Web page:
This was the longest portion of the trek in my memory, my zombie trek.  I was cold, wet, hungry and I felt super disconnected I was just walking because I had no choice.  Sit down and rest in the pouring rain or just keep hiking, I chose the latter.  The energy that I felt early was gone, probably because I had barely eaten anything and I started singing to motivate myself to keep walking.  Once we got off the actual mountain and were hiking on flat ground I just wanted to be in our lunch tent!  I don't remember who else was walking with us except Jesse (my husband) and Edwin (one of our guides) but it was foggy, raining so we couldn't see too far ahead of us.  I kept asking Edwin, "How much longer?" and he would say 15 minutes, an hour or so later we finally saw the red tent in the distances and we made it.

We ate our delicious lunch in the pouring rain in a slowly forming swamp, we all sat there talked, recovered from the mountain we just came down.  The guides told me I looked like the women from Puno because my cheeks and nose were so red but after a few days had gone by we realized my nose was burned from the freezing wind.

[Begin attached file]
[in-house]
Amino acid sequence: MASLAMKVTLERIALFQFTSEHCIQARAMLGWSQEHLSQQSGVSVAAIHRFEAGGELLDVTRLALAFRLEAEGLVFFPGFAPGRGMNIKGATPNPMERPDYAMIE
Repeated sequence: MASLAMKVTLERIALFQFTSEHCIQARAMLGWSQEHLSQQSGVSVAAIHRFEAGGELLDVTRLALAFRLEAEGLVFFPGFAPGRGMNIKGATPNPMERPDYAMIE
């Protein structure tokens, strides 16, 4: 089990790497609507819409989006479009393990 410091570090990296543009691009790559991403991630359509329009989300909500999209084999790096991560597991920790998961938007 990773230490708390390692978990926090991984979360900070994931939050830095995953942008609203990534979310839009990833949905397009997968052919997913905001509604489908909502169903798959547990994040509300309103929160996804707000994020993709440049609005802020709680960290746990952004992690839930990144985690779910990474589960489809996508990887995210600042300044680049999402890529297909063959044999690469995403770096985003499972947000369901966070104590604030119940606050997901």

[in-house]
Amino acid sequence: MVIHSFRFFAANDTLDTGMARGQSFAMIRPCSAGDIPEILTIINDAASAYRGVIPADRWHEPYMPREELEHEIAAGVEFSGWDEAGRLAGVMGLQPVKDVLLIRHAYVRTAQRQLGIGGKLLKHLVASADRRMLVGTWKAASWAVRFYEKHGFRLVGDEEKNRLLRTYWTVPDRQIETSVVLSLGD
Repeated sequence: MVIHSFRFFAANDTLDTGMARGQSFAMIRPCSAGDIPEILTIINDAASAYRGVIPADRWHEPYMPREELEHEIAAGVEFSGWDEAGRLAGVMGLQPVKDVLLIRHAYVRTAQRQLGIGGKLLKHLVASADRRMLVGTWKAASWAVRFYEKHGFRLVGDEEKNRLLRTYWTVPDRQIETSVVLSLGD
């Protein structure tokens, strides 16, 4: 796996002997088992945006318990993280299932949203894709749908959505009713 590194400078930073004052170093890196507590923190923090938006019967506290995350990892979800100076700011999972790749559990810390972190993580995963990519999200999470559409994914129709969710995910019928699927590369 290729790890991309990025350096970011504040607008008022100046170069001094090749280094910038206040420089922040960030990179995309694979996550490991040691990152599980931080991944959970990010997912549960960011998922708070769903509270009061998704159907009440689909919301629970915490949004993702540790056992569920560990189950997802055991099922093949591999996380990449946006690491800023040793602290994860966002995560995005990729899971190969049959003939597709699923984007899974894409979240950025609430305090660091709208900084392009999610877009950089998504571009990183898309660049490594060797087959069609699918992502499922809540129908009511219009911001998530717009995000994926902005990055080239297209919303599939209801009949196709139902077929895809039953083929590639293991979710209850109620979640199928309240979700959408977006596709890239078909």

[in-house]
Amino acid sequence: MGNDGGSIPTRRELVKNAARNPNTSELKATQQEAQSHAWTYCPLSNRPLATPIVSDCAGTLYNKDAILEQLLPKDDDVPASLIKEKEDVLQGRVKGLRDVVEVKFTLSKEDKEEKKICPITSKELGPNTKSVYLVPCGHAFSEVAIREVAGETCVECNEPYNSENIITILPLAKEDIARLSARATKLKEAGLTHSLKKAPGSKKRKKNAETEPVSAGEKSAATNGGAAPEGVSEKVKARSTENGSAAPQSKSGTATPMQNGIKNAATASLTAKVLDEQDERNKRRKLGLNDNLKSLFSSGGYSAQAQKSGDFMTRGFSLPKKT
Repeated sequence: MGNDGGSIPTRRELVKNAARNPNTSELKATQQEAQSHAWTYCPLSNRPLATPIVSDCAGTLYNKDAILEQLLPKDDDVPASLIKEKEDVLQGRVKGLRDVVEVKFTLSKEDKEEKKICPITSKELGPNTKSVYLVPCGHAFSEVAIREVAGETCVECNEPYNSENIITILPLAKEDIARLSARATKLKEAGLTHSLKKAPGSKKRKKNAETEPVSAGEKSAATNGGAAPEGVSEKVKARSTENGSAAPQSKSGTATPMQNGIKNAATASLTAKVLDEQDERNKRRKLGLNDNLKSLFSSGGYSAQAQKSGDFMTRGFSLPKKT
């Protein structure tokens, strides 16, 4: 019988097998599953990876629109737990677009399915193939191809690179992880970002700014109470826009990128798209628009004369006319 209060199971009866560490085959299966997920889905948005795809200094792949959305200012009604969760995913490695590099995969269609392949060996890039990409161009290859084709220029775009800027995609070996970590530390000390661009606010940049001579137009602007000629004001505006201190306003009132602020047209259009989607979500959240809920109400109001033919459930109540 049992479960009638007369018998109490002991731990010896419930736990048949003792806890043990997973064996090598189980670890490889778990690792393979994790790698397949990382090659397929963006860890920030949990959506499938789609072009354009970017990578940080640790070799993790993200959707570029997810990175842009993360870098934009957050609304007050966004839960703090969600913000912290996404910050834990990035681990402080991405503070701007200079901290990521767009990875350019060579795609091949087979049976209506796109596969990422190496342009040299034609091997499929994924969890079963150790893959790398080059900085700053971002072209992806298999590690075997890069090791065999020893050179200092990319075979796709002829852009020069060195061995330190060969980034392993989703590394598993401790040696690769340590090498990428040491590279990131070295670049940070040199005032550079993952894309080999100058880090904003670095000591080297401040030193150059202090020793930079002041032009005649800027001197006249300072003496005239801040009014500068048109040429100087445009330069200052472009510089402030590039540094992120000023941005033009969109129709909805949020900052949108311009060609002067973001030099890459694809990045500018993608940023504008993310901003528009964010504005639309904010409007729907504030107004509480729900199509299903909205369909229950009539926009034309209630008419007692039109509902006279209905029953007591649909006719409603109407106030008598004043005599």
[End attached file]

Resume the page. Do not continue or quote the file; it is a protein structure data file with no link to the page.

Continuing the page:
Rosy Nose and Cheeks!

Jesse made me a make shift poncho out of a garbage bag which of course I wore for about two hours and it never  A group member later remembered she had an extra poncho that she let me borrow for the rest of the trek.  The rest of the afternoon we walked through a beautiful green valley as the rain slowly let up as the sun came out.

Garbage Girl....
Everyone felt good and was in good spirits when we made camp, except the Australian who became sick at the top of Salkantay, he ended up riding the horse all the way to camp.  I felt really bad for him because he really wanted to hike but he couldn't stop throwing up and just looked awful.  I was in his situation the day before so I knew what he was feeling.

Beautiful valleys

Goodbye Salkantay....

Andenes Camp